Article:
Art Exhibit Honors Victims of Siberian Deportation

By Carol Flynn

The Beverly Unitarian Church, 10244 S. Longwood Dr. is hosting the art exhibit Siberia Souls by Audrius (Andy) P. Plioplys through Oct. 9. Viewing hours are Saturdays, 10 a.m. to 2 p.m., and Sundays, 12 to 2 p.m. On Oct. 1, as part of the Beverly Art Walk, the exhibit will be open 12 to 7 p.m. Admission is free.

Plioplys, an M.D. with a specialty in neuroscience who lives in North Beverly, is known for the unique way he merges art with science. Evolving his style over 40 years, his work interweaves brain scan and nerve pathway images with pictures and words to explore thinking and consciousness. Siberia Souls has added another dimension to his work, a strong stand on social justice.

In 2012, Plioplys organized the Hope and Spirit project, the purpose of which was to remember the Lithuanian citizens who were forcibly transported to labor camps and other settlements in Siberia in the 1940s by Joseph Stalin, leader of the Soviet Union (Russia) from the mid-1920s to 1953. The reasons for the deportation were to provide free labor, and more importantly, to repress any resistance to Soviet occupation. The law enforcement agency associated with the Soviet secret police registered and tracked people they considered “anti-Soviet elements” based solely on such factors as their religious beliefs, political affiliations, and ethnic backgrounds.

Plioplys, through extensive research and investigation, recovered some 400 letters and photographs from these deported to Siberia, that made up about a third of a collection here in Chicago that was feared lost.  These materials form the basis for Siberia Souls.

“Four of my blood relatives died during secret police interrogations, and eight were deported to Siberia,” said Plioplys. “The primary purpose of this project was to inform the general public of these events, and the deaths of 20 million innocent people that resulted from Stalin. If history is forgotten, it will repeat itself. Now Siberia Souls serves as a sounding valve, because history is repeating itself, right here in the U. S.  Forty per cent of the public supports deporting people into unknown, dangerous situations, destroying their lives and possibly leading to their deaths.”

Siberia Souls is a series of color-changing light columns. Each column consists of three layers of polycarbonate, a type of durable thermoplastic. The bottom layers include portraits of those deported to Siberia, and their hand written letters. Plioplys placed the portraits in deeper layers to give them a hazy, ghost-like appearance. The outer layer contains images of brain scans and neuronal networks, which are the connections of nerve cells throughout our bodies that transmit information. Each column is then back-lit by color-changing LED (light-emitting diode) light systems.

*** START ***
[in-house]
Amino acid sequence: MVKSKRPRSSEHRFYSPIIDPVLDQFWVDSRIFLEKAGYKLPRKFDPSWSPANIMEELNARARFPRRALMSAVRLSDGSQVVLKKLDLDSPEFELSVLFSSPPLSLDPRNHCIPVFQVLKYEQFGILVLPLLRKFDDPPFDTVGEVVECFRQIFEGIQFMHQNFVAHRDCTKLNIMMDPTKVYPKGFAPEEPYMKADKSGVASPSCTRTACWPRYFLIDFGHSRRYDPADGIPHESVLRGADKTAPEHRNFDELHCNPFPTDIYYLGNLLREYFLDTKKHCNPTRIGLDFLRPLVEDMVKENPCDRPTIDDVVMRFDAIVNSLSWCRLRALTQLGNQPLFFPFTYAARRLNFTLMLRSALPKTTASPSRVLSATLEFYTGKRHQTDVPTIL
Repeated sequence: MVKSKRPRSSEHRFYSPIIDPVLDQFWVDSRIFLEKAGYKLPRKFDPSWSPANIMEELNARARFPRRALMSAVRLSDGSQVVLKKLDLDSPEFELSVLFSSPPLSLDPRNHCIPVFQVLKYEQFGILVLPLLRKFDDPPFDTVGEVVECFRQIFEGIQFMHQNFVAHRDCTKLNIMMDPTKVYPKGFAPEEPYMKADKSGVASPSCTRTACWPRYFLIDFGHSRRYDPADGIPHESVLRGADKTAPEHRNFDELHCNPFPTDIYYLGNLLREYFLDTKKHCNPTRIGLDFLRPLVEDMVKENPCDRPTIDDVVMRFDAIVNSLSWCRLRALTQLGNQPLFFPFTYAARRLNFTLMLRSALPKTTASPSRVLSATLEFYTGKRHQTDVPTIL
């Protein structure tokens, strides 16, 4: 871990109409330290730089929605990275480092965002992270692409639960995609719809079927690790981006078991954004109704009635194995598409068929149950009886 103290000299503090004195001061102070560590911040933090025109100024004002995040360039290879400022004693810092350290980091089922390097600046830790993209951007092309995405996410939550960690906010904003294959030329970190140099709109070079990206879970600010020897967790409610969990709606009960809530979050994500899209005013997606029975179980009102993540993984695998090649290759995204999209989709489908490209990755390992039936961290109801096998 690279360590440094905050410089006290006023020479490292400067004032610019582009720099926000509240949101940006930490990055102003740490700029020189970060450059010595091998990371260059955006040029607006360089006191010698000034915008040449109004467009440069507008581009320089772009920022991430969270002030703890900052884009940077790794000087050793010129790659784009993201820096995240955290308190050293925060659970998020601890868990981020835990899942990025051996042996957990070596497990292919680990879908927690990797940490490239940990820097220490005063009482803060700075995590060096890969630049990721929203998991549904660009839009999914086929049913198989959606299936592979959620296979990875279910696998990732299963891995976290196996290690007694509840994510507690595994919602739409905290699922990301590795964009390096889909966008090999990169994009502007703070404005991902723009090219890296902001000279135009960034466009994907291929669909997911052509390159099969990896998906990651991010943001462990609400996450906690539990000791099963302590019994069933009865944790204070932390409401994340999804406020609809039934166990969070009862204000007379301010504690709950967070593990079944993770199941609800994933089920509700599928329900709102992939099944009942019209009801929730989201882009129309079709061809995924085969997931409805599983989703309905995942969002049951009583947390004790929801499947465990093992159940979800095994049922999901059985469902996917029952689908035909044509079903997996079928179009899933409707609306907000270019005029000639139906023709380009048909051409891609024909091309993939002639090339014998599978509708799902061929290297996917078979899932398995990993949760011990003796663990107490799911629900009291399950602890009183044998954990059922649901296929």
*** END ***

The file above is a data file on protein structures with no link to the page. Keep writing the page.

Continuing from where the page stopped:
“It is these extensive, overlapping neuronal networks that encode our memories, which include memories of those who were dear to us,” said Plioplys, explaining some of the elements of the design. “The three layers of images correspond to our own three levels of awareness: consciousness, sub-consciousness and unconsciousness. And as the transmitted colors change, the images change dramatically.”

The exhibit also includes a sequence of prints on paper. These deal primarily with letters written by the children deported to Siberia, and their photographs.

The Beverly Unitarian Church decided to show the exhibit because it aligns with the basic principles of its Unitarian Universalist covenant, according to Jennifer Cottrill, Chair of the Church’s Worship Committee.

“The principles include the inherent worth and dignity of every human being and the goal of world community with peace, liberty, and justice for all,” said Cottrill. “The atrocities that Stalin committed were affronts to the millions of human lives they claimed. We as a congregation view preventing such atrocities from happening again as part of the goal to which we aspire.”
In recognition of his work organizing Hope and Spirit, Plioplys was named Man of the Year by the Balzekas Museum of Lithuanian Culture in Chicago.

“One way to look at immortality is that people remember you,” said Plioplys. “I am proud to be able to bring the stories of these people back from oblivion.”




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